Letter: Congress of the Peoples at the Agricultural Summit

(Translated by Eunice Gibson, a CSN volunteer translator)

Greetings and best wishes,

Ever since April 28, thousands of campesinos, indigenous and Afro-Colombian people from all the regions of Colombia, taking part in the Agricultural Summit, have taken to the streets of Colombia to demand that the Colombian government acknowledge our message and that it set up a national meeting devoted to negotiations that will lead to the development of new agricultural policies, policies that will allow us to remain on the land with decent living conditions. The mobilized communities have suffered many violations of human rights by the Armed Forces. Nevertheless, they still want to return to their communities, but with solutions for the massive needs that are pressuring the campesinos and the indigenous and Afro-Colombian people.

Today, on May 8, we want to report on some advances in the negotiations between the Agricultural Summit and the national government:

At present there are more than eighty locations where the people have gathered, and there are nearly 120,000 people mobilized in sixteen regions of Colombia.

Even though there have already been five work sessions with the government, there have been no significant advances. Because of that, the government has agreed to carry out two days of intensive work (Thursday and Friday) in order to reach a consensus and to try to sign an agreement that will respond to the needs of the mobilized communities.

1. The signature of a presidential decree has been achieved. That is the Agricultural Summit’s first demand. This is considered important because it recognizes the political role of the Agricultural Summit, it establishes the areas for negotiation of the eight points in our message, and it sets forth guarantees for the communities and organizations for carrying out the negotiations.

2. There continue to be criminal complaints filed because of violations of the human rights of the mobilized communities and the Agricultural Summit demands that the government, the international community, and the guarantors of the negotiation meetings carry out the mission of determining the locations of the worst violations of the rights of the demonstrators by the Armed Forces, with the goal of establishing the facts of those violations.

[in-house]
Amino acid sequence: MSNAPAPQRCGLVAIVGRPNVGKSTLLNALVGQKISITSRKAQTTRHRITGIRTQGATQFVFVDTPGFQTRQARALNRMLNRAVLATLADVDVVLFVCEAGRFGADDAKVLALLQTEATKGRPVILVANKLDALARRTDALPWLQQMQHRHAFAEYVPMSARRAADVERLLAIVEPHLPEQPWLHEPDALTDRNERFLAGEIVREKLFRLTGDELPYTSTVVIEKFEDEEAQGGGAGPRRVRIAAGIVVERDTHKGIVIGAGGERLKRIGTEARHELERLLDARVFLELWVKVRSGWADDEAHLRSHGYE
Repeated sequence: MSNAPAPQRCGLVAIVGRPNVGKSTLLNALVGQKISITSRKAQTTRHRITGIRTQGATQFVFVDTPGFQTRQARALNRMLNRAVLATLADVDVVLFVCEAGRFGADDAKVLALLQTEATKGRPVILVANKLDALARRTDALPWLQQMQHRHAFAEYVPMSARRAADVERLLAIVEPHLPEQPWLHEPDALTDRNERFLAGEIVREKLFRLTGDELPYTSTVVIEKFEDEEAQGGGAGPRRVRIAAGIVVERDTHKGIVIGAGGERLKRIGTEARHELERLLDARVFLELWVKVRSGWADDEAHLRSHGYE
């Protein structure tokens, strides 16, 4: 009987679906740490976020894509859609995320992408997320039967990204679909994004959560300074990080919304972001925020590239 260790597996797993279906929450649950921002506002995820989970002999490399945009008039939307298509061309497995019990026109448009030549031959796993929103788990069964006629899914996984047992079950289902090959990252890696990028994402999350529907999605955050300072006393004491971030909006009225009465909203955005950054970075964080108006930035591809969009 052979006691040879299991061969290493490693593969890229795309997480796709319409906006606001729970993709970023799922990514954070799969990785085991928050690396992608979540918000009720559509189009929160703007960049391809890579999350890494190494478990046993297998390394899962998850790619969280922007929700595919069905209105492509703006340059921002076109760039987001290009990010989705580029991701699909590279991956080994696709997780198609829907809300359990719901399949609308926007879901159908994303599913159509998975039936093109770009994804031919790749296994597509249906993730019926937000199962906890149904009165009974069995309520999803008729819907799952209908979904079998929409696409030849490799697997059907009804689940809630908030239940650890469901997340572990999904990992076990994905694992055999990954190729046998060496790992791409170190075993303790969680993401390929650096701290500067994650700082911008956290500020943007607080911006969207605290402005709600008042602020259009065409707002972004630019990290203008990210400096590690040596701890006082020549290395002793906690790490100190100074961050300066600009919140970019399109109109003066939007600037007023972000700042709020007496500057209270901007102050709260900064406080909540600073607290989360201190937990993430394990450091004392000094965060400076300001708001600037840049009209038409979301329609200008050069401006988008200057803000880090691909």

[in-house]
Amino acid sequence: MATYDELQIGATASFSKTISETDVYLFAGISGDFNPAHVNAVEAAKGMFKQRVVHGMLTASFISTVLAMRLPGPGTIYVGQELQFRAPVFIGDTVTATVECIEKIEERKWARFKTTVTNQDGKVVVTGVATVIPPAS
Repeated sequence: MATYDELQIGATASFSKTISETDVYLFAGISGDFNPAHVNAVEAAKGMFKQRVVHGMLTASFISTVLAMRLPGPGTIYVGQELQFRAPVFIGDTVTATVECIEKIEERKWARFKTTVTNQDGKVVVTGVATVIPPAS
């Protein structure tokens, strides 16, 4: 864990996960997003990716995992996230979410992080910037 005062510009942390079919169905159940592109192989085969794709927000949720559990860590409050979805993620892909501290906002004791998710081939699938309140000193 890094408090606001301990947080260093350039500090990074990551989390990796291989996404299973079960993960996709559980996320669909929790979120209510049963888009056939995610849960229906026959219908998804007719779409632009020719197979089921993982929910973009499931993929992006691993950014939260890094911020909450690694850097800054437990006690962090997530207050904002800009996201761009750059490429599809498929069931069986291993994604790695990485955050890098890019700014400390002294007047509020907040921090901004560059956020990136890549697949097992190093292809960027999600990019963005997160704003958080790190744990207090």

3. Negotiations will continue on the basic points:

a. Ensuring continual support for human rights: The task will be to determine the sites of the public gatherings, the prosecutions of those arrested in the 2013 strike, and real protections for the organizations that have mobilized, and recognition of campesinos as people with rights and the inclusion of the category of campesino in the agricultural census.

b. Economic imperatives: The creation of a fund to support the campesino and ethnic economies, the creation of pilot projects for the eradication of coca, marijuana and poppy planting combined with crop substitution in various regions of the country.

c. Legal regulation of land use: Revitalization of the reservations for indigenous people, establishing rules to carry out Statutes 70/93 and 160/94. Establishing rules for the areas reserved for campesinos, areas for food crops and areas for biodiversity, as well as interethnic and intercultural areas.

In general these are the advances made at negotiation meetings after five days of intense negotiation.

We invite suggestions


Robert Daza, Marylén Serna, Rodolfo Vecino, Alberto Castilla
Spokespersons for the Congress of the Peoples at the Agricultural Summit

May 9, 2014

(This translation may be reprinted as long as its content remains unaltered and the source, author and translator are cited.)

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